by Scott B on Tue Jul 09, 2019 12:09 pm
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E.J. Peiker wrote:
 Also in a stack of Topaz Studio adjustments, place it last and disable it (click on the eyeball icon in the tool) until you are ready to render the image out of Studio to prevent it from recalculating with every single adjustment you make inside Studio.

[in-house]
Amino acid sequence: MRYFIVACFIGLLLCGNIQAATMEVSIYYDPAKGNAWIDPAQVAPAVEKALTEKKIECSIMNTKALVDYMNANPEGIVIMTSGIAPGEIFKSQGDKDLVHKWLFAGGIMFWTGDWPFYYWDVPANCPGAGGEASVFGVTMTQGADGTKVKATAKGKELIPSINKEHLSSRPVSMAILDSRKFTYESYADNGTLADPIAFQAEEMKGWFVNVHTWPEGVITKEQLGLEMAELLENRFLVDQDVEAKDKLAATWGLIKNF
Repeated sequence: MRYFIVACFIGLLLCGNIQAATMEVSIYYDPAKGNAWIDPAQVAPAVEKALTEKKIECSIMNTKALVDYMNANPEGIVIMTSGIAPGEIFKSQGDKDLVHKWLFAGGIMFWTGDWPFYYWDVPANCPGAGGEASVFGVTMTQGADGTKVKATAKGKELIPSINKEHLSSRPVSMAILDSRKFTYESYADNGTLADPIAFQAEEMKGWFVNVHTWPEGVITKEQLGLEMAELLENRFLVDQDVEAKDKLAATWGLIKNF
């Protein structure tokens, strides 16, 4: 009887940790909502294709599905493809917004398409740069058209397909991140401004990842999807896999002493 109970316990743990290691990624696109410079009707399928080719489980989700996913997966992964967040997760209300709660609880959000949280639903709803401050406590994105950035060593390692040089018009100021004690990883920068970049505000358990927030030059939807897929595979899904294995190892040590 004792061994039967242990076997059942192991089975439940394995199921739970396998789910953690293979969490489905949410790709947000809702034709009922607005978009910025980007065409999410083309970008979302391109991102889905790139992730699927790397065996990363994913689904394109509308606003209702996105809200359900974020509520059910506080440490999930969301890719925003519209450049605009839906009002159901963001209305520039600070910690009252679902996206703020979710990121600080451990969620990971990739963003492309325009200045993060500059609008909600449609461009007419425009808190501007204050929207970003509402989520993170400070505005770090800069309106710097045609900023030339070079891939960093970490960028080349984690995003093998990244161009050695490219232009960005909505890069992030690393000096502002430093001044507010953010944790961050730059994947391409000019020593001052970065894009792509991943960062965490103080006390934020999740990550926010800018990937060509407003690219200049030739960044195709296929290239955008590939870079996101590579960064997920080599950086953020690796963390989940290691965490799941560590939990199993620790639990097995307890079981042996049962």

I do prefer to use it first and apply it to avoid it from recalculating.  I know some people claim better results if they use it last but I agree with Topaz using it first works best.  I think using it last may clean up some heavy handed adjustments but it is better to avoid those to begin with.
 

by DChan on Tue Jul 09, 2019 1:03 pm
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E.J. Peiker wrote: